rebelling against low expectations

3 Things I Learned From One Year of Thankfulness

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One year ago, I made a different kind of new year’s resolution. My resolutions used to look like “Get healthier” and “Be more consistent at practicing my instruments.” Last year, I shared on theReb my decision to forget about those resolutions (which I never manage to stick to anyway) and do something more like a challenge

I challenged myself to write down one thing every evening for which I was thankful. The only rule? It had to be something that applied to that specific day. Not just something random.

One year and a notebook full of blessings later, I can say this was the first new year’s resolution I stuck to, day after day, week after week, month after month. And this thankfulness challenge taught me a lot.

Here are three things I learned from practicing a thankful heart every single day:

1. There’s Always Something to Be Thankful For

I know. We’ve all heard it. But there’s a big difference between hearing something and actually believing it. Before 2021, I didn’t believe it. This past year, I put it to the test.

Out of 365 days, I missed maybe a dozen. Once because I was traveling and forgot my notebook at home. A few times I was so exhausted that it slipped my mind. But only 3-4 days were missed because I couldn’t think of something to be thankful for. Or maybe, if I’m honest, it was because I didn’t want to find anything, because I didn’t feel like taking the time to examine my day for reasons to be grateful.

Don’t get me wrong – I went through tough days and weeks last year. There were plenty of moments when I thought, “Surely I won’t be able to think of anything tonight!” Well, I was wrong.

Some nights, something to be thankful for came to mind immediately. Other nights, I had to think about it for a very long time.

But I found that no matter how tough a day, there is always something to be thankful for. Even if it is “only” that God is still in control or that Jesus still reigns.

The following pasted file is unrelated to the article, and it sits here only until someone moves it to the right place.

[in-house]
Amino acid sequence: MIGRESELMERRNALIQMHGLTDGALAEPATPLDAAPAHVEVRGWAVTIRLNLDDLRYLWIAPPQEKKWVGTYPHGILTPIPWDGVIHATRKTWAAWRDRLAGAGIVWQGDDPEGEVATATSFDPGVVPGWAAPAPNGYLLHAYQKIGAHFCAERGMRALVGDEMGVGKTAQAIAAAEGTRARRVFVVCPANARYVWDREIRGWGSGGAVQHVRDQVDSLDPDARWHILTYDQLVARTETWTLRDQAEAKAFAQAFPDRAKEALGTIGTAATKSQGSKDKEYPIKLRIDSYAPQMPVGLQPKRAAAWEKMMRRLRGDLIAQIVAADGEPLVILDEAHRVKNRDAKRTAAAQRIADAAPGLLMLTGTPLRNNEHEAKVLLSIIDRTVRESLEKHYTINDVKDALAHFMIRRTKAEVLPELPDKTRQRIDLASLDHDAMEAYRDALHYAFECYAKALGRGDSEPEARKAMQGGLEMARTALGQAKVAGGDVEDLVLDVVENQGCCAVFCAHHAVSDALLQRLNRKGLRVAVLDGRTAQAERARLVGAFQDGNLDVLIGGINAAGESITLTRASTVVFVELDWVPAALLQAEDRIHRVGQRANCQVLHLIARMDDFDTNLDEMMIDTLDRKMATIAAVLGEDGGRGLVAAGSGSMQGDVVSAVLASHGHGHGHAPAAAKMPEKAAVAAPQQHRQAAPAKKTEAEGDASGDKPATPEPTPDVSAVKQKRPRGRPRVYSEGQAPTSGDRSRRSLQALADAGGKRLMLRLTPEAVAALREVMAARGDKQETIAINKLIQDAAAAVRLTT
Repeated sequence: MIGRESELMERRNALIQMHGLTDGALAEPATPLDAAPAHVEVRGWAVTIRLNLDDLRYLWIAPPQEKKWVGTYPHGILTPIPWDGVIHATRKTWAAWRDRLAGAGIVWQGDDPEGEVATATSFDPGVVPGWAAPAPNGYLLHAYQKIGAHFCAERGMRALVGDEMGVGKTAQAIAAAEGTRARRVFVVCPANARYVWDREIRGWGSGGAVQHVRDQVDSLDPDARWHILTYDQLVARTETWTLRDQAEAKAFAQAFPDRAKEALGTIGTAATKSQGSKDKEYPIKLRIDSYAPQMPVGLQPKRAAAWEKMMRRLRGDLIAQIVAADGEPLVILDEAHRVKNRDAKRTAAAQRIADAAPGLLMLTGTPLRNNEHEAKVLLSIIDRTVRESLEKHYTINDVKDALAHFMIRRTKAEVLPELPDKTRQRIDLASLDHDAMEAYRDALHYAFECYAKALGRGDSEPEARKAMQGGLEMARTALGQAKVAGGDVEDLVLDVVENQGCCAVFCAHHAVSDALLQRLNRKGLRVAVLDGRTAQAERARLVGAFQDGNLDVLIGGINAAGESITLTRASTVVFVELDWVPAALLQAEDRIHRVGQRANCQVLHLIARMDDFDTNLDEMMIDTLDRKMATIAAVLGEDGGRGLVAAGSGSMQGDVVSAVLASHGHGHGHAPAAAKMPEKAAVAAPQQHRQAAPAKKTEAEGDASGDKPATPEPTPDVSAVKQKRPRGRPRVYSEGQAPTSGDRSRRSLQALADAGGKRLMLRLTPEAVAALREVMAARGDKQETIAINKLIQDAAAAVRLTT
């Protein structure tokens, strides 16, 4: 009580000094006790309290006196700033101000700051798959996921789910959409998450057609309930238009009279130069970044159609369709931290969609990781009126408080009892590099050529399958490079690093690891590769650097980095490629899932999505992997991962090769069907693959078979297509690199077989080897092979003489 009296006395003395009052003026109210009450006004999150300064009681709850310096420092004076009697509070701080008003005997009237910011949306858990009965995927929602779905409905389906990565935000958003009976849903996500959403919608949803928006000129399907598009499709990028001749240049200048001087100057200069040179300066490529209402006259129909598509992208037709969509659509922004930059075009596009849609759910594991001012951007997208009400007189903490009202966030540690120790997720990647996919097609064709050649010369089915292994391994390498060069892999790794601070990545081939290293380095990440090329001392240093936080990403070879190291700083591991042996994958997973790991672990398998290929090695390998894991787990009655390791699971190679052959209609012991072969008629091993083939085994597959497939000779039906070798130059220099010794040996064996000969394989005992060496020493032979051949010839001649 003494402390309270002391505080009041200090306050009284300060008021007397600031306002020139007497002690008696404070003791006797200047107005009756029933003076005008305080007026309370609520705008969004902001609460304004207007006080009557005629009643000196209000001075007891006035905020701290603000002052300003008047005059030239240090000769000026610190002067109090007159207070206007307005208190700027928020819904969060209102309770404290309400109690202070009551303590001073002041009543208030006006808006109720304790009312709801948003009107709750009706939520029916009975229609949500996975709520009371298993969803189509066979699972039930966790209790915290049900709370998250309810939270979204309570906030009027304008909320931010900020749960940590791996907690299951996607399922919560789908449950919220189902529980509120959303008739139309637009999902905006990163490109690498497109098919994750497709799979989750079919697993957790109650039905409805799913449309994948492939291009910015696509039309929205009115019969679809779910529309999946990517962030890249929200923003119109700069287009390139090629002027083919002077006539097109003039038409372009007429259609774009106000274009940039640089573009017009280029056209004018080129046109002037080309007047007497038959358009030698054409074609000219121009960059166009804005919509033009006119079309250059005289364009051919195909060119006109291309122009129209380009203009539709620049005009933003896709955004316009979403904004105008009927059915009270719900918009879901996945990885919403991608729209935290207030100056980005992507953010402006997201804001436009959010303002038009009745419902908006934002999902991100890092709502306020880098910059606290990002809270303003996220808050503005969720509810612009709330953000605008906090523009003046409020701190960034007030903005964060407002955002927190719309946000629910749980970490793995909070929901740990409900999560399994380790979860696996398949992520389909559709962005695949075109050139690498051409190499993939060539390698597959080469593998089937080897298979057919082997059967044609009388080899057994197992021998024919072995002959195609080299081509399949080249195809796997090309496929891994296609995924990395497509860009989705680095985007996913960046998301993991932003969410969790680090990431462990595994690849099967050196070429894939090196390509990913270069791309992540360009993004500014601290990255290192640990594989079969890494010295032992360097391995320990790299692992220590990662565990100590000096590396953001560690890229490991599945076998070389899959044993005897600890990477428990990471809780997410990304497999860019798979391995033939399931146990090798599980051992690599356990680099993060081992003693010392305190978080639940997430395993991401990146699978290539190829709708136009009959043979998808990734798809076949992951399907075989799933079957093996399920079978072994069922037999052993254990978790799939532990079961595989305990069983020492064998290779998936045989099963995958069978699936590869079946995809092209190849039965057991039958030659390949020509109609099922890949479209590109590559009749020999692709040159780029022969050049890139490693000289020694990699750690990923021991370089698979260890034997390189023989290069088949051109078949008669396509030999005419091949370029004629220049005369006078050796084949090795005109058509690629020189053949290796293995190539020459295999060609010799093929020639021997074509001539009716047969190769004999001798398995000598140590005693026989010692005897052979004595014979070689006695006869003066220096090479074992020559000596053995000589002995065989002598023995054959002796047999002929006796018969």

There is always something to be thankful for. Even if it is “only” that God is still in control or that Jesus still reigns. Click To Tweet

2. Thankfulness Resets Your Focus

It’s very hard to be in a bad mood when you’re thankful. Yes, I’m speaking from experience here.

Something I noticed as the weeks passed was that during my day, I started thinking about what I could write down that evening. What started out as an intentional daily thought became a habitual search for reasons to express gratitude. That means I was thinking about my blessings while going through life. It means my day was spent focusing on what was good.

A friend of mine, who also writes down something she’s thankful for every night once said that on those days that seem too bad to have a blessing in them, she goes through her notebook and reads through all the things she was thankful for in the past. It’s quite humbling to realize how blessed we are.

The further through the year I got, the more I realized there are very few days that are “bad” in and of themselves. Usually, it’s just a matter of my eyes being on the wrong things, and my thoughts being in the wrong place.

Purposefully making myself be thankful helped me redirect my focus to the good things in my life and realize that those “bad days” aren’t all bad after all.

3. Thankfulness Affects All of Me

I’m a little bit of a people-watcher, and one of my favorite people to watch is myself. This year, I noticed that being thankful had a kind of chain-reaction effect inside of me.

I realized I am more loving when I am thankful.

I realized I am more motivated to get things done when I am thankful.

I realized I am generous when I am thankful.

When I am thankful, it affects so many areas of my life. This year of thankfulness turned a lot of things around for me. And in total, it helped mold me more into the person Jesus wants me to be.

I know I will continue doing this challenge in the years to come because I can say that thankfulness has changed my perspective on life. It can change yours, too.

Give it a try! What are you thankful for today?


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About the author

Sarah Susanna Rhomberg

is a teen who lives in Europe and is fluent in both English and German. When not writing, you will often find her reading or working on the organization of a camp for children – always with a mug of herbal tea at hand. Sarah wants to live her life for Christ and writes to glorify Him. Connect with her through her email list here.

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rebelling against low expectations

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